'New H7N9 bird flu came from chickens'
Scientists from the University of Hong Kong got a breakthrough on the new deadly bird flu.
LONDON - Chinese scientists have confirmed for the first time that a new strain of bird flu that has killed 23 people in China has been transmitted to humans from chickens.
In a study published online in the Lancet medical journal, the scientists echoed previous statements from the World Health Organization (WHO) and Chinese officials that there is as yet no evidence of human-to-human transmission of this virus.
The H7N9 strain has infected 109 people in China since it was first detected in March. The WHO warned on Wednesday that this strain is "one of the most lethal" flu viruses and is transmitted more easily than the H5N1 strain of bird flu, which has killed hundreds around the world since 2003.
Kwok-Yung Yuen of the University of Hong Kong, who led the study, said its findings that chickens in poultry markets were a source of human infections meant that controlling the disease in these places and in these birds should be a priority.
Yuen's team conducted detailed cases studies on four H7N9 flu patients from Zhejiang, an eastern coastal province south of the commercial hub Shanghai.
All four patients had been exposed to poultry, either through their work or through visiting poultry markets.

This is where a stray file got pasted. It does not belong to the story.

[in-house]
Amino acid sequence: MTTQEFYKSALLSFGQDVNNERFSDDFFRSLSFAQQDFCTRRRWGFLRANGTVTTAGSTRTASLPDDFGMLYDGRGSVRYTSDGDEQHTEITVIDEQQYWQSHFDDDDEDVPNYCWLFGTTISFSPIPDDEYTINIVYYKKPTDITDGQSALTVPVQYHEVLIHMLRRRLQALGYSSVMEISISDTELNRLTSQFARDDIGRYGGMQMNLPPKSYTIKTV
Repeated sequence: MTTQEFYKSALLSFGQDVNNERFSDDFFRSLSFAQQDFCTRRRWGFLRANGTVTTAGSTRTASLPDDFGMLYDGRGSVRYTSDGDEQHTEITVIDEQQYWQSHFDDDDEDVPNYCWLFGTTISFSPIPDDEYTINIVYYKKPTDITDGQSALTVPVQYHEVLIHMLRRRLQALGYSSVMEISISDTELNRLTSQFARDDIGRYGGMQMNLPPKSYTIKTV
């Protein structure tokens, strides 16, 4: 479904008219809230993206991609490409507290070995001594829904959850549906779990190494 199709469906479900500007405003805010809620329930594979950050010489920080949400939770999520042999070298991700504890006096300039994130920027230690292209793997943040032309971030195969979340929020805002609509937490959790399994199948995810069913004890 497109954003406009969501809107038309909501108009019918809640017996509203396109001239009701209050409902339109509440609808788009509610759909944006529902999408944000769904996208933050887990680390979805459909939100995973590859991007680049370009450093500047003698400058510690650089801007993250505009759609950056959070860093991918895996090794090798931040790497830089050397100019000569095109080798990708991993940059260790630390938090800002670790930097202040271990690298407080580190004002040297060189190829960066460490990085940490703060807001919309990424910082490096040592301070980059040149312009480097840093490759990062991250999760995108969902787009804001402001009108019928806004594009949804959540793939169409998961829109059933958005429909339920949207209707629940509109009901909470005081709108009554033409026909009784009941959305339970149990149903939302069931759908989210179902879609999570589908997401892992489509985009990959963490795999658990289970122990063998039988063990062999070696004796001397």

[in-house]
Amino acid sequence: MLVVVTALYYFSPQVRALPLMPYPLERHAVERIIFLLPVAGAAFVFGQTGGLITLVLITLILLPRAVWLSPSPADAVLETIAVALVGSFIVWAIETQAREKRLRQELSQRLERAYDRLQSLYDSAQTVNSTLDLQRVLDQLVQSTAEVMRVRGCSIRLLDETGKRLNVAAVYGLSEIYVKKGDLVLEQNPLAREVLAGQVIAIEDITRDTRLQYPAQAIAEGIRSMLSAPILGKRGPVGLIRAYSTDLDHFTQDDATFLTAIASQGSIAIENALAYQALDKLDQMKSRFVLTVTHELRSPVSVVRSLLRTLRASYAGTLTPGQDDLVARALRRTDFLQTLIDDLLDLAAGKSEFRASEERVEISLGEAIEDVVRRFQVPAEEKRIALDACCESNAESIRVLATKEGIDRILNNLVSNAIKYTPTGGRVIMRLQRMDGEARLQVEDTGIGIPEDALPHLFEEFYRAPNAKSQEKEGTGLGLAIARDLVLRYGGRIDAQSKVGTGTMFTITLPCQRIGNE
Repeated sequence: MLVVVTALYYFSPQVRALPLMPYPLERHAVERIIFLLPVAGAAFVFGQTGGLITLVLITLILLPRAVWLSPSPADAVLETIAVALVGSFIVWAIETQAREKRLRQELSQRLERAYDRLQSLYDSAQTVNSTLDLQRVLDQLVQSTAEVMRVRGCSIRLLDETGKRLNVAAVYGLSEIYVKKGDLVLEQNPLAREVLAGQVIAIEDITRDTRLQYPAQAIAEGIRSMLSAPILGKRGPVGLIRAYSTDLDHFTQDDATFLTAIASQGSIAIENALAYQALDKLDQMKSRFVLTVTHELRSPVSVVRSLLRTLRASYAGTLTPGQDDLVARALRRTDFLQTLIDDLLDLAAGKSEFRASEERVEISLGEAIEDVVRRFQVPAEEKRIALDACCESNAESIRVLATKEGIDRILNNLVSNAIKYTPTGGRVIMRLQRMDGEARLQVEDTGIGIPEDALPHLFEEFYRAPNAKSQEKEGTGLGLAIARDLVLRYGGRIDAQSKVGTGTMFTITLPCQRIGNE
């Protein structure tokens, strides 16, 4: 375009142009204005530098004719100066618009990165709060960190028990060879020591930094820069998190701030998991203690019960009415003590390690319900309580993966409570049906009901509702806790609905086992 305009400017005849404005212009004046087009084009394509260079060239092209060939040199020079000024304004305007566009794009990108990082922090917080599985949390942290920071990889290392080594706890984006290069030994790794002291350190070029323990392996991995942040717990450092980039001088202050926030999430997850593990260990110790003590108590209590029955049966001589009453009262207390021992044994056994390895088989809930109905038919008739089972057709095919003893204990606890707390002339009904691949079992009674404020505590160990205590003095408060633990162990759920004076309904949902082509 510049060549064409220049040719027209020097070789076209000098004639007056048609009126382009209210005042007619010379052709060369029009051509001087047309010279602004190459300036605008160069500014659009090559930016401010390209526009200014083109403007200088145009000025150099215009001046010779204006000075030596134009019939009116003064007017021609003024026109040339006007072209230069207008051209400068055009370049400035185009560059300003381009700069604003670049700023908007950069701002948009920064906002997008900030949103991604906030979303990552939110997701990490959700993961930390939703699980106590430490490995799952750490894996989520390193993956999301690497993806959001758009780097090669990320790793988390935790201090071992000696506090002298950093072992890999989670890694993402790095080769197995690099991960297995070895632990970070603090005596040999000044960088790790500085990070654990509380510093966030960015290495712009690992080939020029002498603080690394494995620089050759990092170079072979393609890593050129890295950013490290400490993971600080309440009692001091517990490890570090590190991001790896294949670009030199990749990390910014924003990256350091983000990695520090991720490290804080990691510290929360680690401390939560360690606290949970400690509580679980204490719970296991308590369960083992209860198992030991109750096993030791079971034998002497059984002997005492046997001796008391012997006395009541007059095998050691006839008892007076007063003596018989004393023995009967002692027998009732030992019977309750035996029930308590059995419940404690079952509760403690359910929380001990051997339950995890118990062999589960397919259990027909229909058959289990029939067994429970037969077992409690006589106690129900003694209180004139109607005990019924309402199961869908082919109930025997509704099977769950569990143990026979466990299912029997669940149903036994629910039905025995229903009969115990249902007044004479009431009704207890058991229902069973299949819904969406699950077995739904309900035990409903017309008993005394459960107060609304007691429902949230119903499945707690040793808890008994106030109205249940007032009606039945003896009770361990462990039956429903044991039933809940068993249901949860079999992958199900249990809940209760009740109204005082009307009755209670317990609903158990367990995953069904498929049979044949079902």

He said aggressive intervention to block further animal-to-person transmission in live poultry markets, as has previously been done in Hong Kong, should be considered.
He added that temporary closure of live bird markets and comprehensive programs of surveillance, culling, biosecurity and segregation of different poultry species may also be needed "to halt evolution of the virus into a pandemic agent".
The evidence suggested that it is a pure poultry to human transmission and that controlling it will therefore depend on controlling the epidemic in poultry.
After analysing the genetic makeup of H7N9 virus in a sample isolated from one patient and comparing it to a sample from one of the chickens, the researchers said similarities suggest the virus is being transmitted directly to humans from poultry.
Yuen's findings do not mean all cases of human H7N9 infection come from chickens, or from poultry, but they do confirm chickens as one source.
The WHO has said 40percent of people infected with H7N9 appear to have had no contact with poultry.